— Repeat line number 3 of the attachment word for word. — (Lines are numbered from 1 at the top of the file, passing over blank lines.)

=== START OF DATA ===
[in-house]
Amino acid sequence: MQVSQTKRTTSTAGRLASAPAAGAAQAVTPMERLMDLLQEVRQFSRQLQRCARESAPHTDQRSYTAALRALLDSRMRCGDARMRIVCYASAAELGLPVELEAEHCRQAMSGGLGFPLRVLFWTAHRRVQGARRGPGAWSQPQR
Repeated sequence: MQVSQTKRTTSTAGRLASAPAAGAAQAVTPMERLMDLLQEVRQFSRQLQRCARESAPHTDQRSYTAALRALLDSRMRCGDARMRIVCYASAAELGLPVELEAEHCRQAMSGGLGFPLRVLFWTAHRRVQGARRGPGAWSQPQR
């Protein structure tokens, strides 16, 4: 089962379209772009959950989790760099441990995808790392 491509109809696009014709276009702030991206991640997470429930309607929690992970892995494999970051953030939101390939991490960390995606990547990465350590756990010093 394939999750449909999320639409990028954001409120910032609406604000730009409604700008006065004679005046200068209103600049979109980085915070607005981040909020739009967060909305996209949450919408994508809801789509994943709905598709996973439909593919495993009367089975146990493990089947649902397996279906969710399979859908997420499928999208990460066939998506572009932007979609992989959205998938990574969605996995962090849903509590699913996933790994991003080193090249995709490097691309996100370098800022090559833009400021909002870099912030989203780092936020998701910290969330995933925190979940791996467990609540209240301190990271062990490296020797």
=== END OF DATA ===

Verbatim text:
Repeated sequence: MQVSQTKRTTSTAGRLASAPAAGAAQAVTPMERLMDLLQEVRQFSRQLQRCARESAPHTDQRSYTAALRALLDSRMRCGDARMRIVCYASAAELGLPVELEAEHCRQAMSGGLGFPLRVLFWTAHRRVQGARRGPGAWSQPQR